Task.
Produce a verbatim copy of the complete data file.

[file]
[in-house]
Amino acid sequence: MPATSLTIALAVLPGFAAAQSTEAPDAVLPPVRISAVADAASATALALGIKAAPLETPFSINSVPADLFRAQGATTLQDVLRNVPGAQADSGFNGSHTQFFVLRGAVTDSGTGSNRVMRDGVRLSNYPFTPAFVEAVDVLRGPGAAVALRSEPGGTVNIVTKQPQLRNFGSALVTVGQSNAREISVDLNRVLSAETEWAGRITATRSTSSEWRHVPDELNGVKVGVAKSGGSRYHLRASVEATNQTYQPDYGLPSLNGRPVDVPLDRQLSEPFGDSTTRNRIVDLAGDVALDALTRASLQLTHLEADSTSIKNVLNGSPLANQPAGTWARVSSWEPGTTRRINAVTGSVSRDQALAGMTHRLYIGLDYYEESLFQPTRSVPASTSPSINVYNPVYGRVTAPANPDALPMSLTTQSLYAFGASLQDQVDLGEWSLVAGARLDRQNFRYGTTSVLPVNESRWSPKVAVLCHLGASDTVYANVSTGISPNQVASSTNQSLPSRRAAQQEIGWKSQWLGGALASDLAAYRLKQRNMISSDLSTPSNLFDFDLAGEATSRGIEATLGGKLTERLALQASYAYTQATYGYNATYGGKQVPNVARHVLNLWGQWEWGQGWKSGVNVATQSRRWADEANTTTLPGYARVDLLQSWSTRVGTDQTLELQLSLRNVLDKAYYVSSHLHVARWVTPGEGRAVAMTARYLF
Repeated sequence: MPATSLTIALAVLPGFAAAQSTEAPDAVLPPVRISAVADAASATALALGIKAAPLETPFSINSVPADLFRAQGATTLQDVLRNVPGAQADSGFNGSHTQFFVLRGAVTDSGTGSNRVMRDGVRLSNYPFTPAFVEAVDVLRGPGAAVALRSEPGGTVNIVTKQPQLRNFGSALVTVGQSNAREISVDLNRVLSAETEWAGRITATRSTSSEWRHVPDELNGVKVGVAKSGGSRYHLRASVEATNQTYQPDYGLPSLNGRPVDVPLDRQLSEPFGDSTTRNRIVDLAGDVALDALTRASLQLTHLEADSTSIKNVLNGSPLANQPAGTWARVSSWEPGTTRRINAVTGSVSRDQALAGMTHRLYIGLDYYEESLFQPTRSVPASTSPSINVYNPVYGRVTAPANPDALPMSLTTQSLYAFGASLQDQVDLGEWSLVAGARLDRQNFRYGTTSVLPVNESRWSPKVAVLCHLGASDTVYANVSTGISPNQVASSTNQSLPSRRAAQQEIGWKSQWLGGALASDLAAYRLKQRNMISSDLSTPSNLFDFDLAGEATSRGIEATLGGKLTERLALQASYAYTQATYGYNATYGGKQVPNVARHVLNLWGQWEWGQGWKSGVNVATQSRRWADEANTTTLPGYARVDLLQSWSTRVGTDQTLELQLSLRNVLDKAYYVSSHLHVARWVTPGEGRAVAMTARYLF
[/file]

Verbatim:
[in-house]
Amino acid sequence: MPATSLTIALAVLPGFAAAQSTEAPDAVLPPVRISAVADAASATALALGIKAAPLETPFSINSVPADLFRAQGATTLQDVLRNVPGAQADSGFNGSHTQFFVLRGAVTDSGTGSNRVMRDGVRLSNYPFTPAFVEAVDVLRGPGAAVALRSEPGGTVNIVTKQPQLRNFGSALVTVGQSNAREISVDLNRVLSAETEWAGRITATRSTSSEWRHVPDELNGVKVGVAKSGGSRYHLRASVEATNQTYQPDYGLPSLNGRPVDVPLDRQLSEPFGDSTTRNRIVDLAGDVALDALTRASLQLTHLEADSTSIKNVLNGSPLANQPAGTWARVSSWEPGTTRRINAVTGSVSRDQALAGMTHRLYIGLDYYEESLFQPTRSVPASTSPSINVYNPVYGRVTAPANPDALPMSLTTQSLYAFGASLQDQVDLGEWSLVAGARLDRQNFRYGTTSVLPVNESRWSPKVAVLCHLGASDTVYANVSTGISPNQVASSTNQSLPSRRAAQQEIGWKSQWLGGALASDLAAYRLKQRNMISSDLSTPSNLFDFDLAGEATSRGIEATLGGKLTERLALQASYAYTQATYGYNATYGGKQVPNVARHVLNLWGQWEWGQGWKSGVNVATQSRRWADEANTTTLPGYARVDLLQSWSTRVGTDQTLELQLSLRNVLDKAYYVSSHLHVARWVTPGEGRAVAMTARYLF
Repeated sequence: MPATSLTIALAVLPGFAAAQSTEAPDAVLPPVRISAVADAASATALALGIKAAPLETPFSINSVPADLFRAQGATTLQDVLRNVPGAQADSGFNGSHTQFFVLRGAVTDSGTGSNRVMRDGVRLSNYPFTPAFVEAVDVLRGPGAAVALRSEPGGTVNIVTKQPQLRNFGSALVTVGQSNAREISVDLNRVLSAETEWAGRITATRSTSSEWRHVPDELNGVKVGVAKSGGSRYHLRASVEATNQTYQPDYGLPSLNGRPVDVPLDRQLSEPFGDSTTRNRIVDLAGDVALDALTRASLQLTHLEADSTSIKNVLNGSPLANQPAGTWARVSSWEPGTTRRINAVTGSVSRDQALAGMTHRLYIGLDYYEESLFQPTRSVPASTSPSINVYNPVYGRVTAPANPDALPMSLTTQSLYAFGASLQDQVDLGEWSLVAGARLDRQNFRYGTTSVLPVNESRWSPKVAVLCHLGASDTVYANVSTGISPNQVASSTNQSLPSRRAAQQEIGWKSQWLGGALASDLAAYRLKQRNMISSDLSTPSNLFDFDLAGEATSRGIEATLGGKLTERLALQASYAYTQATYGYNATYGGKQVPNVARHVLNLWGQWEWGQGWKSGVNVATQSRRWADEANTTTLPGYARVDLLQSWSTRVGTDQTLELQLSLRNVLDKAYYVSSHLHVARWVTPGEGRAVAMTARYLF